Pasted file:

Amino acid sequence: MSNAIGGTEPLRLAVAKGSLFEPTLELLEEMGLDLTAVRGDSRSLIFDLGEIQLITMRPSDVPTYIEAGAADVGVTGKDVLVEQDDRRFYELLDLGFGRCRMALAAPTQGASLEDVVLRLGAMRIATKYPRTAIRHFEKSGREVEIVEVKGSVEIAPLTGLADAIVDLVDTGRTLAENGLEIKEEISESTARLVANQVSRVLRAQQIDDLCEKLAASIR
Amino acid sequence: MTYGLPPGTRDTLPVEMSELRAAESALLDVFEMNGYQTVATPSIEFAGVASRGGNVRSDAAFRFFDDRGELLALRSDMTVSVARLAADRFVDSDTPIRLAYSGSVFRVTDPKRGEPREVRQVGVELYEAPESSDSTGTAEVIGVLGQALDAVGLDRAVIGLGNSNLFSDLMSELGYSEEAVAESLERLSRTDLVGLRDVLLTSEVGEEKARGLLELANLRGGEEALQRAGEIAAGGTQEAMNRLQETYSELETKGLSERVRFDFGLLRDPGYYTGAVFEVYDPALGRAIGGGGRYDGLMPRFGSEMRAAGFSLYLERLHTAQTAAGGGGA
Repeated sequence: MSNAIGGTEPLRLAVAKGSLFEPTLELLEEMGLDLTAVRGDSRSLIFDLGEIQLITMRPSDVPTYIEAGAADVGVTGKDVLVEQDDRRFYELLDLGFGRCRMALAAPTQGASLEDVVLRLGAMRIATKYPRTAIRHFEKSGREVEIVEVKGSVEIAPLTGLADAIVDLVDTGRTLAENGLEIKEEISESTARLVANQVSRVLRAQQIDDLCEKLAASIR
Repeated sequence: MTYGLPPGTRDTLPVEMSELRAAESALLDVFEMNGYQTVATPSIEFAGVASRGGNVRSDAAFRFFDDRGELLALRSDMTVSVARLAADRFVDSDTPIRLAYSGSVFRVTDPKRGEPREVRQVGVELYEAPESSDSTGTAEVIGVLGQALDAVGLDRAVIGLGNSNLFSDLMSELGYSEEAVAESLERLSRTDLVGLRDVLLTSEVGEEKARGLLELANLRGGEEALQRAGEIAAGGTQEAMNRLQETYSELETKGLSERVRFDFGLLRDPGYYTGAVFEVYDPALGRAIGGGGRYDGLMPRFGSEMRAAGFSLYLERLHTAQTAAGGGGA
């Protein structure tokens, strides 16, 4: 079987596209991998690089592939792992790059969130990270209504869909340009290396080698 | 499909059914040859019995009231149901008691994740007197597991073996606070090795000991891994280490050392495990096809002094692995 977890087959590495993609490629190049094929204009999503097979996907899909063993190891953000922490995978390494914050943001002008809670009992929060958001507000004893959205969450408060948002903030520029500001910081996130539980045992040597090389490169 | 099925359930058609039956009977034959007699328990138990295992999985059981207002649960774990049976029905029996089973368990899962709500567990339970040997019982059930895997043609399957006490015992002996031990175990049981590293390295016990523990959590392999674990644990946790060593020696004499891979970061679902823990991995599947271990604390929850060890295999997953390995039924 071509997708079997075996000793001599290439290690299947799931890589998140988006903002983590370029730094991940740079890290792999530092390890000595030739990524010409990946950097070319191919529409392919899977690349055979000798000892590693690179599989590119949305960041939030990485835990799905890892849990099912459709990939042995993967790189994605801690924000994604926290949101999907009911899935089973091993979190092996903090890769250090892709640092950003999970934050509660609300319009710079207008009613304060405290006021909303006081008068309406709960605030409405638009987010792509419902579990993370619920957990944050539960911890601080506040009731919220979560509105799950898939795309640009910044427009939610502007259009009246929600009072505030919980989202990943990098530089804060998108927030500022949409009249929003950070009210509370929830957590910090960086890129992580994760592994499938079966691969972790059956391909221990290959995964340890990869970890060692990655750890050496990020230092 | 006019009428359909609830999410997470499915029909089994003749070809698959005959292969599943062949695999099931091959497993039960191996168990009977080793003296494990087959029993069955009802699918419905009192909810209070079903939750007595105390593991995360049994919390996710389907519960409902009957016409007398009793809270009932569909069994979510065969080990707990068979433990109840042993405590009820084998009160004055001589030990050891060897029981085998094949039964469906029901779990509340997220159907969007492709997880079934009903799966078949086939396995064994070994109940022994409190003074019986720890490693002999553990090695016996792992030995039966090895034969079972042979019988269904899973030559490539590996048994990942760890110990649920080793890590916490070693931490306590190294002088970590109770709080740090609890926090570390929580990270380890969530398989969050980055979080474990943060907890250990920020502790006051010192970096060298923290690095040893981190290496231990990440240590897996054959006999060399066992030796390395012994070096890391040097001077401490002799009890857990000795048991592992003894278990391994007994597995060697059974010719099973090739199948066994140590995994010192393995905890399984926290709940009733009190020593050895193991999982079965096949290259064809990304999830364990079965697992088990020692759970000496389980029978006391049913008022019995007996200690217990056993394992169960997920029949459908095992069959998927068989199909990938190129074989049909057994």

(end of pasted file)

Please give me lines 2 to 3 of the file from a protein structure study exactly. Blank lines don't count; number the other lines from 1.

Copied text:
Amino acid sequence: MTYGLPPGTRDTLPVEMSELRAAESALLDVFEMNGYQTVATPSIEFAGVASRGGNVRSDAAFRFFDDRGELLALRSDMTVSVARLAADRFVDSDTPIRLAYSGSVFRVTDPKRGEPREVRQVGVELYEAPESSDSTGTAEVIGVLGQALDAVGLDRAVIGLGNSNLFSDLMSELGYSEEAVAESLERLSRTDLVGLRDVLLTSEVGEEKARGLLELANLRGGEEALQRAGEIAAGGTQEAMNRLQETYSELETKGLSERVRFDFGLLRDPGYYTGAVFEVYDPALGRAIGGGGRYDGLMPRFGSEMRAAGFSLYLERLHTAQTAAGGGGA
Repeated sequence: MSNAIGGTEPLRLAVAKGSLFEPTLELLEEMGLDLTAVRGDSRSLIFDLGEIQLITMRPSDVPTYIEAGAADVGVTGKDVLVEQDDRRFYELLDLGFGRCRMALAAPTQGASLEDVVLRLGAMRIATKYPRTAIRHFEKSGREVEIVEVKGSVEIAPLTGLADAIVDLVDTGRTLAENGLEIKEEISESTARLVANQVSRVLRAQQIDDLCEKLAASIR